Hidden, Neglected, Decaying

Good morning!

Tuesday 17th.  Another lockdown hike planned.  Very windy and mostly overcast but reasonably mild for the time of year.  On this one we even had the pleasure of the irate “Get orf my land!” farmer, always make me smile, bless ’em.

So join myself, Mrs H and our good friends Rose & Mick on what ended up an 8 mile (13km) 5 hour wander around the local countryside.

Woodland path
Ripe for renovation?

Deep in Lord Anson’s Wood, miles from any road, lay this derelict building with the grand name of ‘Strawberry Hall’.  It was, in times past, a Gamekeepers cottage.

I see the light!

It was here by the abandoned irrigation pipes we encountered the tractor driving gentleman who informed us the path we were on was private, as if I really cared!

‘One careful owner, low miles’

The ‘proper’ footpath took us through another farmyard where we saw this sad sight.  To be fair the barns had several beautifully restored tractors in them so maybe this was waiting it’s turn.

The 5.35 from Paddington will not be arriving any time soon.

Closed in 1959 this is Felmingham station on the ‘Midland & Great Northern Railway’ line (known at the time as muddle and get nowhere).  The track bed now forms part of the Weavers Way long distance footpath.

Autumn fruits

Have a great weekend!

34 thoughts on “Hidden, Neglected, Decaying

  1. My mate and I once got off the official path in what used to be known as ‘bandit country’ on the border in northern Ireland. In earlier times, the farmer would probably have brandished a gun in our direction, but he very kindly showed us onto the correct path through a side gate. You can never tell with farmers.

    Liked by 1 person

    1. I’ve encountered gun totting farmers in the past. This one informed us the path was a narrow muddy track across the crop fields not the roadway we were on. As our friends are in their seventies I hardly think we posed a threat to his ‘property’.
      Going off track in Northern Ireland was a bit iffy a few years ago I should think but then the Irish people are known to be friendlier than us in Norfolk!

      Liked by 1 person

      1. I would have done the same to avoid the boggy bits! We went to Northern Ireland in May 2014. We were originally hoping to walk the Antrim Coast but all the accommodation was booked due to the North West 200 bike race. So instead we did the southern ‘edge’, along the Lecale Way, the Mourne Wall challenge walk, the Mourne Way and the Gullion Way. I think it was the Gullion Way which drifted imperceptibly into the south and back to the north. The trip will long be remembered for Hull nearly beating Arsenal in the FA Cup. Sigh!

        Liked by 1 person

      2. My wife and I were travelling across Ireland, from Dublin to Kenmare, in 2008, when Hull beat Bristol City in the play-offs (with that wonder goal by Dean Windass). I didn’t find out the score until later as Munster were playing Toulouse in the Heineken Cup Final. It was the first time in their history that they’d reached the top flight. I was in tears. No cigar, but a few beers helped me pull through! 😊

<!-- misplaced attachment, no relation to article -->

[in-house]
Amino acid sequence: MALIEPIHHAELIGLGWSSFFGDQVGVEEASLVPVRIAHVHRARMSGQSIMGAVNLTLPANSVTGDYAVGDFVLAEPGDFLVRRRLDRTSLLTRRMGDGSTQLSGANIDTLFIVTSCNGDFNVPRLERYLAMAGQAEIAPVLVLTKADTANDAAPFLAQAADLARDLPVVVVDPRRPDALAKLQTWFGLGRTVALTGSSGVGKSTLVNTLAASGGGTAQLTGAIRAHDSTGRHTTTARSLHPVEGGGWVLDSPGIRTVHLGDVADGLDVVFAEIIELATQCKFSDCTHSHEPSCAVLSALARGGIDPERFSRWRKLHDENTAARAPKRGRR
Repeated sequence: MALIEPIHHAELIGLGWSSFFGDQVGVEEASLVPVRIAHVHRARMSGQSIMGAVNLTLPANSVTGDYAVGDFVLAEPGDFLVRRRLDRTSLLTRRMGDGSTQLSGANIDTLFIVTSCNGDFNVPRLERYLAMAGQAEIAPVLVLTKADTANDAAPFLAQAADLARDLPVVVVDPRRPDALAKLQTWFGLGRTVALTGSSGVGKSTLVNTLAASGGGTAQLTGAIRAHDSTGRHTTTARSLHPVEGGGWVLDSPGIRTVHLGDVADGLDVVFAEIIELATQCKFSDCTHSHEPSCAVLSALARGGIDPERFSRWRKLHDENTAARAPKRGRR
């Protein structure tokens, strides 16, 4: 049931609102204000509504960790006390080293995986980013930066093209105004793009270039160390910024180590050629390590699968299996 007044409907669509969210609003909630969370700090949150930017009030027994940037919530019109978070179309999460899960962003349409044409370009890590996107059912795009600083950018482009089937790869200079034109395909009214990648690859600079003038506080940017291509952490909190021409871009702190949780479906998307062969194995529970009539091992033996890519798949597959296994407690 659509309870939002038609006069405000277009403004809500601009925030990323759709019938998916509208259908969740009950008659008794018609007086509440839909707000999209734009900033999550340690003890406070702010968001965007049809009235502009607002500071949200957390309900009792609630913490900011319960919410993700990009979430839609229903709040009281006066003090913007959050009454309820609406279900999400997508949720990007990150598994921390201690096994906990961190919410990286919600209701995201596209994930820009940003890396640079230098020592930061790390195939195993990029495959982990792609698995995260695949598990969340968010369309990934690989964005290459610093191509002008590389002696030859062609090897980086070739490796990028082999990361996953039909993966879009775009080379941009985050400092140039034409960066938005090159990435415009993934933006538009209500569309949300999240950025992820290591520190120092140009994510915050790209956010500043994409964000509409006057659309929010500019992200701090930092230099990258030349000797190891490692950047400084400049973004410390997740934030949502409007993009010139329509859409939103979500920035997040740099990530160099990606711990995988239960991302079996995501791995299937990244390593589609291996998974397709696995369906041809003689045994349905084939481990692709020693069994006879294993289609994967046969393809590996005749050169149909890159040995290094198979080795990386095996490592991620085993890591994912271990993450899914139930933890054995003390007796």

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  2. A very nice series of photos. I especially like the photos of the ruins and the tractor.
    Have a relaxing weekend dear Brian, take good care of yourself and stay healthy.
    Greetings Werner

    Liked by 1 person

  3. I’ve enjoyed many similar hikes near home here in rural SW Virginia, so your photos made me smile. Age has slowed me down in this regard but fond memories remain clear. That’s what photography is all about. Thanks for sharing.

    Liked by 1 person

    1. My pleasure! I really enjoy walking in the countryside and am always on the lookout for odd things to photograph especially old neglected machinery, always makes me think back to when they were in daily use.


  4. I’m with Donna, I stared at that first shot for some time soaking up all the beauty in that one frame – by the way, do any of your trees actually grow straight? Thanks for taking us on your virtual walk – as you know we went into lockdown at 12am this morning… so in celebration (chuckle) my friends and I are going for a long ass run tomorrow on the trails. Note, they are also trying to tell us how many people can gather in our homes – that crap may work in the city, but certainly doesn’t fly out in the country especially when we are heading into Thanksgiving holiday. Keep up the walks B! I truly enjoy experiencing the sights across the pond.

    Liked by 1 person

    1. We have similar lockdown conditions here in England. For instance you can only meet one other person not from your family you live with outside, so I meet Mick and Mrs H meets Rose and off we wander. We are not allowed to meet anyone in our homes or gardens. This sounds harsh and it is but it’s people flouting the guidelines that are causing cases and deaths to keep on rocketing. Some people think it’s ok to throw big parties, as happened in a town in our county, that town now has one of the highest rates of infection in the Country!!
      Anyway one day it will be just a bad memory but not just yet. Take care of yourself and Mrs D, enjoy your retirement.

      Liked by 1 person

  5. Thank you for letting us tag along on a wonderful, refreshing and beautiful trek!

    The path is gorgeous, the “odd” discoveries are fascinating and the farmer spiced up the day. Finishing up with ‘shrooms is a great bonus!

    Happy you were able to get out and about, Brian. Happier that you are thoughtful enough to share it with all of us!

    A new week is around the bend! Can’t wait to see what’s in store!

    Liked by 1 person

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